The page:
President’s Day Barbecue

Barbecue and Presidents go together like, well, barbecue and slaw (or, if you prefer, First Ladies and Presidents). 

In addition to the longstanding and ongoing link between barbecue and political rallies/campaign stops, America’s barbecue traditions date back all the way to that guy with the funny hair who shows up on the one dollar bill.  According to North Carolina’s premier barbecue sociologist, John Shelton Reed, writing in an article you can read here: “When George Washington ‘went in to Alexandria to a Barbecue and stayed all Night,’ as he wrote in his diary for May 27, 1769, he won eight shillings playing cards and probably ate meat from a whole hog, cooked for hours over hardwood coals, then chopped or ‘pulled.'”  Whether the barbecue Washington ate was cooked over the coals of cherry trees and how he managed to eat the ‘cue with his wooden dentures are mysteries. 

Reed continues, “By the early nineteenth century at the latest, a sauce of vinegar and cayenne pepper (originally West Indian) was being sprinkled on the finished product.  This [barbecue] can be found to this day in eastern North Carolina… virtually unchanged… Barbecue is now high on the extensive list of cultural markers dividing the coastal plain from the piedmont.  The upcountry tradition lacks the antiquity of George Washington’s version, but it too has a presidential imprimatur:  the Reagan administration engaged the catering services of Wayne Monk of Lexington for the 1983 Economic Summit in Williamsburg.”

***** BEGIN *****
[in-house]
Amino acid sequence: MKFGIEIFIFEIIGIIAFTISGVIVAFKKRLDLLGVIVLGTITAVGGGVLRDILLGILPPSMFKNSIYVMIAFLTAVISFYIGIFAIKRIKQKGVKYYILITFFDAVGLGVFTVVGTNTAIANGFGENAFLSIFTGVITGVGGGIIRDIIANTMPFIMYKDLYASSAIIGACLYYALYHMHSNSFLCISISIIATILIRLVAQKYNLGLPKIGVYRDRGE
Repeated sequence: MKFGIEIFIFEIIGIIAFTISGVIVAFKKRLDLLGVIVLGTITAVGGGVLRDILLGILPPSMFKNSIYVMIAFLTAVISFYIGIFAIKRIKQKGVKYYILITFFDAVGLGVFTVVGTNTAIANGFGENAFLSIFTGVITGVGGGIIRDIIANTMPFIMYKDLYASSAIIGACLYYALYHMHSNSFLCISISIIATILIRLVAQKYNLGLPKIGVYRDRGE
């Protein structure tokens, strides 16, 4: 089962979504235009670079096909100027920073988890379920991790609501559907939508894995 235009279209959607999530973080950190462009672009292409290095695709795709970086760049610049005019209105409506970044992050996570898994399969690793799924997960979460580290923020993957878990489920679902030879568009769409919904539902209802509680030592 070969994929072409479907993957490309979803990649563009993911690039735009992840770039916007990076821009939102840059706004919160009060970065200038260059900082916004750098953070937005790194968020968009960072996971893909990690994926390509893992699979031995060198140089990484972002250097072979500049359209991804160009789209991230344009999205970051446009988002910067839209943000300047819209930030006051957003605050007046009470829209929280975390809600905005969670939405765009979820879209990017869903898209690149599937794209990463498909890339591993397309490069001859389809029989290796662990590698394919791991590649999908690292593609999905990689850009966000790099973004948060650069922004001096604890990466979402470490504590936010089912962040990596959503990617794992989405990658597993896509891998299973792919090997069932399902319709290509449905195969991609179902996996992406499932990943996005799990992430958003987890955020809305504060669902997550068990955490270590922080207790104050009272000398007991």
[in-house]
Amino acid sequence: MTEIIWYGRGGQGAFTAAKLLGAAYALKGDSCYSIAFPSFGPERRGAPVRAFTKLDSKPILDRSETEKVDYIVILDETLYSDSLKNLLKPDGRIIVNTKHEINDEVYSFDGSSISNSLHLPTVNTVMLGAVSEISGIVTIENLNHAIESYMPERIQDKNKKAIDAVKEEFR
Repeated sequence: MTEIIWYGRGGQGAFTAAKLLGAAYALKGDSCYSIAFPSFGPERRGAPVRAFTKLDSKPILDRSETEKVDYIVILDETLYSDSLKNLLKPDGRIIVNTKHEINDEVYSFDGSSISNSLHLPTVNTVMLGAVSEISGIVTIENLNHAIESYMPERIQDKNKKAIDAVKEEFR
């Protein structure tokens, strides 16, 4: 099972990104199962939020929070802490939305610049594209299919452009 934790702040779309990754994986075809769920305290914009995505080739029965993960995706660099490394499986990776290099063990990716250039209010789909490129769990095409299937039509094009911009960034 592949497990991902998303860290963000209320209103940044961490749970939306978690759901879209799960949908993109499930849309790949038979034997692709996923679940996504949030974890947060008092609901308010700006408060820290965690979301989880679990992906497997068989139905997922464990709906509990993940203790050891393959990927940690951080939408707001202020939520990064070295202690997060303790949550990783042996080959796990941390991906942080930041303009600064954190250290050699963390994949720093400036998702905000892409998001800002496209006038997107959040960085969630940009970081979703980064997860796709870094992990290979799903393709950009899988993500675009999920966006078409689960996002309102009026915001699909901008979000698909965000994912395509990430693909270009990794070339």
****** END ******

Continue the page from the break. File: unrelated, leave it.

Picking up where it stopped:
Reagan is not the only President to have served barbecue at official state functions, and so long as people from BBQ friendly places–southerners born and bred like LBJ and Clinton, southerners-by-way-of-Connecticut like the Bushes, and southerners-by-way-of-the-BBQ-diaspora-to-Chicago like Obama–are elected as President, the barbecue tradition that started in Washington’s day looks like it will continue well into the future.  And that, my friends, is one reason I am hopeful that all Alaskans will remain content staying home and eating Baked Alaska rather than running for President.

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